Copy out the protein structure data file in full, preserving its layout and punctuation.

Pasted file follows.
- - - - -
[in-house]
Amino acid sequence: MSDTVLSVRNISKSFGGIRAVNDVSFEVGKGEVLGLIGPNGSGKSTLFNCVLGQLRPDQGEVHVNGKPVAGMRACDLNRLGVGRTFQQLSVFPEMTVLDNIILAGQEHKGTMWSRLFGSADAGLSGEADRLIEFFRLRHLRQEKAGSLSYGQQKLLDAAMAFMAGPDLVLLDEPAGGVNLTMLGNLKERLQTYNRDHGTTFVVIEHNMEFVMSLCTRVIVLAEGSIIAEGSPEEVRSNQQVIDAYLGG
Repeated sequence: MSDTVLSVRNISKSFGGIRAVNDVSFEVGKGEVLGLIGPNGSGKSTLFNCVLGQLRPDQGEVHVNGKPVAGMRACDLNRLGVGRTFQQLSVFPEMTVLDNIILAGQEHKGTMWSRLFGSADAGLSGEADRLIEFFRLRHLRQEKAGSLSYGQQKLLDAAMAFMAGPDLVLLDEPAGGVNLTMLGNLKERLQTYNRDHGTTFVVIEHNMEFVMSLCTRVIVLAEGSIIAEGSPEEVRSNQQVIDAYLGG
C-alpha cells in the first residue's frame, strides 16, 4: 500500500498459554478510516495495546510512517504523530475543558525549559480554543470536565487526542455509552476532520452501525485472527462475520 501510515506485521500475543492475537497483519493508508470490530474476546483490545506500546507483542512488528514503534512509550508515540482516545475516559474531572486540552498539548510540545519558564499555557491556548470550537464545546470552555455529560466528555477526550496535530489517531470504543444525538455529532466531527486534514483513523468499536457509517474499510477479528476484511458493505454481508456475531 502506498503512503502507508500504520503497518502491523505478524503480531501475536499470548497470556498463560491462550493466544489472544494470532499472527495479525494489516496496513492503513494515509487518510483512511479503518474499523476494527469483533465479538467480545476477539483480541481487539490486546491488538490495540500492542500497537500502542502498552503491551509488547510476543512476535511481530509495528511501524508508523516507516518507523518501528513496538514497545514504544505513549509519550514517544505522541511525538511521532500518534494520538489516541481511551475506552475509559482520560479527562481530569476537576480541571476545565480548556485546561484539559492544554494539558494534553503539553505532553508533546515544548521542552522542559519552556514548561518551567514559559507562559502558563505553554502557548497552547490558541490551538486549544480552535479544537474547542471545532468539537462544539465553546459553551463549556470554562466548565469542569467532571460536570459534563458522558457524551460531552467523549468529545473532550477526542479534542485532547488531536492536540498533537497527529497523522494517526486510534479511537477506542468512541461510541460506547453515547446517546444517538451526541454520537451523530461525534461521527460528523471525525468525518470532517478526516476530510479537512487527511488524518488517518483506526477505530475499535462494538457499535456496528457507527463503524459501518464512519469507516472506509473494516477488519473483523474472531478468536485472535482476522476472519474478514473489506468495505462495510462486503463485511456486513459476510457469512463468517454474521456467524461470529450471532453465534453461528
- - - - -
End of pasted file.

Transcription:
[in-house]
Amino acid sequence: MSDTVLSVRNISKSFGGIRAVNDVSFEVGKGEVLGLIGPNGSGKSTLFNCVLGQLRPDQGEVHVNGKPVAGMRACDLNRLGVGRTFQQLSVFPEMTVLDNIILAGQEHKGTMWSRLFGSADAGLSGEADRLIEFFRLRHLRQEKAGSLSYGQQKLLDAAMAFMAGPDLVLLDEPAGGVNLTMLGNLKERLQTYNRDHGTTFVVIEHNMEFVMSLCTRVIVLAEGSIIAEGSPEEVRSNQQVIDAYLGG
Repeated sequence: MSDTVLSVRNISKSFGGIRAVNDVSFEVGKGEVLGLIGPNGSGKSTLFNCVLGQLRPDQGEVHVNGKPVAGMRACDLNRLGVGRTFQQLSVFPEMTVLDNIILAGQEHKGTMWSRLFGSADAGLSGEADRLIEFFRLRHLRQEKAGSLSYGQQKLLDAAMAFMAGPDLVLLDEPAGGVNLTMLGNLKERLQTYNRDHGTTFVVIEHNMEFVMSLCTRVIVLAEGSIIAEGSPEEVRSNQQVIDAYLGG
C-alpha cells in the first residue's frame, strides 16, 4: 500500500498459554478510516495495546510512517504523530475543558525549559480554543470536565487526542455509552476532520452501525485472527462475520 501510515506485521500475543492475537497483519493508508470490530474476546483490545506500546507483542512488528514503534512509550508515540482516545475516559474531572486540552498539548510540545519558564499555557491556548470550537464545546470552555455529560466528555477526550496535530489517531470504543444525538455529532466531527486534514483513523468499536457509517474499510477479528476484511458493505454481508456475531 502506498503512503502507508500504520503497518502491523505478524503480531501475536499470548497470556498463560491462550493466544489472544494470532499472527495479525494489516496496513492503513494515509487518510483512511479503518474499523476494527469483533465479538467480545476477539483480541481487539490486546491488538490495540500492542500497537500502542502498552503491551509488547510476543512476535511481530509495528511501524508508523516507516518507523518501528513496538514497545514504544505513549509519550514517544505522541511525538511521532500518534494520538489516541481511551475506552475509559482520560479527562481530569476537576480541571476545565480548556485546561484539559492544554494539558494534553503539553505532553508533546515544548521542552522542559519552556514548561518551567514559559507562559502558563505553554502557548497552547490558541490551538486549544480552535479544537474547542471545532468539537462544539465553546459553551463549556470554562466548565469542569467532571460536570459534563458522558457524551460531552467523549468529545473532550477526542479534542485532547488531536492536540498533537497527529497523522494517526486510534479511537477506542468512541461510541460506547453515547446517546444517538451526541454520537451523530461525534461521527460528523471525525468525518470532517478526516476530510479537512487527511488524518488517518483506526477505530475499535462494538457499535456496528457507527463503524459501518464512519469507516472506509473494516477488519473483523474472531478468536485472535482476522476472519474478514473489506468495505462495510462486503463485511456486513459476510457469512463468517454474521456467524461470529450471532453465534453461528